This continuous countercurrent decantation process requires continuous liquid upflow through decanter 158. This liquid upflow is caused by the combined liquid inputs to decanter 158 from the silica seed/scale sludge feed conduit 152 through its branch conduits 152a and 152b and respective decanter input ports 184, and from main dilution conduit 106 through its branch conduits 106a and 106b and respective input ports 186 into decanter 158; while the outlet for these combined liquid inputs is the separated seed slurry outlet port 182 and its return conduit 108 exit from the upper end 178 of decanter 158.
Separation of the scale particles from the silica seed particles depends upon three conditions that must be established within decanter 158: (1) that the scale particles be larger and/or higher in density than the silica seed particles; (2) that the upflow velocity of the combined liquids in decanter 158 be greater than the terminal settling velocity of the silica seed particles, and less than the terminal settling velocity of the scale particles; (3) that the viscosity of the mixture of the feeds of silica seed/scale sludge and dilution liquid into the decanter be sufficiently low to enable free gravitational settling of the scale particles downwardly through decanter 158 and collector vessel 160 to the bottom end of collector vessel 160.
Regarding the first condition, tests indicate that the silica seed particles tend to have an average diameter on the order of about 8-12 microns, while the scale particles tend to have an average diameter on the order of about 50 microns or larger; and that the scale particles, which are basically metallic chemical combinations, tend to have an average density greater than the average density of the silica scale particles.
Regarding the terminal settling velocity of the second condition, if an upward flow of liquid is induced against a particle with a velocity equal to the terminal settling velocity of the particle, then the particle would be suspended in a vertically static location; if the upward flow of liquid induced against the particle is greater than the terminal settling velocity of the particle, then the particle would move upwardly at a rate corresponding to the difference between the upward liquid flow velocity and the downward particle settling velocity; while conversely, if the upward liquid flow velocity were less than the particle terminal settling velocity, then the particle would settle at a rate corresponding to the difference between its terminal settling velocity and the upward liquid flow velocity. In general, the larger a particle is, assuming substantially the same shape and density, the larger the ratio between its mass or weight and its surface area and hence the greater its terminal settling velocity; and the higher this ratio is, the higher its settling velocity in a static liquid. Also, assuming substantially the same shape and size, the higher the density of a particle, the higher will be its terminal settling velocity in a static liquid.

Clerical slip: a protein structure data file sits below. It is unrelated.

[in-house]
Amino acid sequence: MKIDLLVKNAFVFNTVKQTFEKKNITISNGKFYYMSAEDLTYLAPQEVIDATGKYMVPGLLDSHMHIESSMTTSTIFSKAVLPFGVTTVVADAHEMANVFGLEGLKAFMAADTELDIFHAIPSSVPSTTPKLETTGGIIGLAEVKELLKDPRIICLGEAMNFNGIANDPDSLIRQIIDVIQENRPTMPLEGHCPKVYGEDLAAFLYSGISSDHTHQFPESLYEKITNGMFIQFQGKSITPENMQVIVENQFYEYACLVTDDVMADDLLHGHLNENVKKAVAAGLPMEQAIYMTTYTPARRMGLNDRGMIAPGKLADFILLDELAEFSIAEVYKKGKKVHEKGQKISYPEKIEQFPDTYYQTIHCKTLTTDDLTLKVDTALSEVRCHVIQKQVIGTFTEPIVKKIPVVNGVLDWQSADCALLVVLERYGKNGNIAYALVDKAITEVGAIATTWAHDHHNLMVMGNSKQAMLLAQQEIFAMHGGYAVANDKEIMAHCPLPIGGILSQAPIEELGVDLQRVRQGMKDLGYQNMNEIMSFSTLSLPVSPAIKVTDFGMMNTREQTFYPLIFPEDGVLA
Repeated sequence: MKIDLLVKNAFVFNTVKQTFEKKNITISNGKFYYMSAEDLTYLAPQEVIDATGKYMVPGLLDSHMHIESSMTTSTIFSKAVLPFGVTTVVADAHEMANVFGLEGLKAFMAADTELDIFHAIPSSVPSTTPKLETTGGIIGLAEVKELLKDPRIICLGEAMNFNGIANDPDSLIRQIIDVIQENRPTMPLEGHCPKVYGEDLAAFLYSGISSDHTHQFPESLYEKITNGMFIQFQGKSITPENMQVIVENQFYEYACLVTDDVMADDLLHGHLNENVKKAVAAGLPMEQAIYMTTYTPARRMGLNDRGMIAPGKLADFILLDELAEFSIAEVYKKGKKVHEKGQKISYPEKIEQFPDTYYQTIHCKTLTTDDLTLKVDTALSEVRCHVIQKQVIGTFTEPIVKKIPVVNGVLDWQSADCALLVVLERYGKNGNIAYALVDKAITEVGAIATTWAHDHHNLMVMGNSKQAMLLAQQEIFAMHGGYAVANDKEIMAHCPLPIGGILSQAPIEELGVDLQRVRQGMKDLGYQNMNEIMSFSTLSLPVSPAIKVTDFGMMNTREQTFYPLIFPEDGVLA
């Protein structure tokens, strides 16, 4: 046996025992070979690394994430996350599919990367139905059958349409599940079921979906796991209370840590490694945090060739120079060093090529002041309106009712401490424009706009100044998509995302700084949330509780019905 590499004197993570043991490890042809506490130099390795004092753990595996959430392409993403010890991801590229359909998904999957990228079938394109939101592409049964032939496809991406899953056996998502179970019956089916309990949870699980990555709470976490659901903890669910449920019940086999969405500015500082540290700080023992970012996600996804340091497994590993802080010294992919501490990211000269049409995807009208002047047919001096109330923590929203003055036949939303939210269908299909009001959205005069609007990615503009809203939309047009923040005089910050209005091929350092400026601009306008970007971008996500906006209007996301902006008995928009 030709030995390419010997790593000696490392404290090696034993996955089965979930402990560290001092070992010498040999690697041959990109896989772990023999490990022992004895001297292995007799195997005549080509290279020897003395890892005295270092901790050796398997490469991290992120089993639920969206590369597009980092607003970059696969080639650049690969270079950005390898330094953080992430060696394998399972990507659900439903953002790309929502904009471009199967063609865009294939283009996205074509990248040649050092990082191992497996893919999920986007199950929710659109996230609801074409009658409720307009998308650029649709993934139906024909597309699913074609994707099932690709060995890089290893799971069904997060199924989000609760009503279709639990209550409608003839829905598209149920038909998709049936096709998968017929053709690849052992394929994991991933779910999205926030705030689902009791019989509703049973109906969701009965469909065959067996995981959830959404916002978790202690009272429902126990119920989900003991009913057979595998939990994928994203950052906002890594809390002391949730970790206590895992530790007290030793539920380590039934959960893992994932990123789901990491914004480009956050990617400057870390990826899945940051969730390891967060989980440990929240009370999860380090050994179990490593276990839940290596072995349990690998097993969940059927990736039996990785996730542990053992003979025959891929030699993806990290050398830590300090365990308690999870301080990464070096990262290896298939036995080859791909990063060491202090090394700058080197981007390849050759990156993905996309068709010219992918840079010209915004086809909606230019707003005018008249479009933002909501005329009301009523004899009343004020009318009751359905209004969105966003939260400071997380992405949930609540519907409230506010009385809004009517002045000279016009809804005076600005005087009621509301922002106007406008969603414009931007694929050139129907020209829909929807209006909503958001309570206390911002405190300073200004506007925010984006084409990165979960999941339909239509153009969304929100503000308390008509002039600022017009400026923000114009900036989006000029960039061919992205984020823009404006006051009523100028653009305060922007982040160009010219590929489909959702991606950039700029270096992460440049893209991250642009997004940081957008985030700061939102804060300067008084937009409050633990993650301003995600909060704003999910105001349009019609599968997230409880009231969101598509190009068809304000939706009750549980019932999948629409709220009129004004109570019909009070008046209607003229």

Accordingly, the flow rates for the silica seed/scale sludge feed to decanter 158 from conduit 152 and dilution liquid feed to decanter 158 through conduit 106 are adjusted to assure that the cumulative upflow of liquid in decanter 158 has a velocity greater than the terminal settling velocity of the silica seed particles, but less than the terminal settling velocity of the scale particles, allowing the scale particles to settle downwardly through decanter 158 into collector vessel 160, while the silica seed particles flow upwardly through decanter 158 and out through the silica seed slurry return conduit 108 from the top of decanter 158. By way of example only, and not of limitation, testing has indicated that a satisfactory upward liquid flow velocity in decanter 158 is in the range of from about 0.22 feet per second to about 0.28 feet per second, providing good discrete upward flow of silica seed particles and downward flow of scale particles.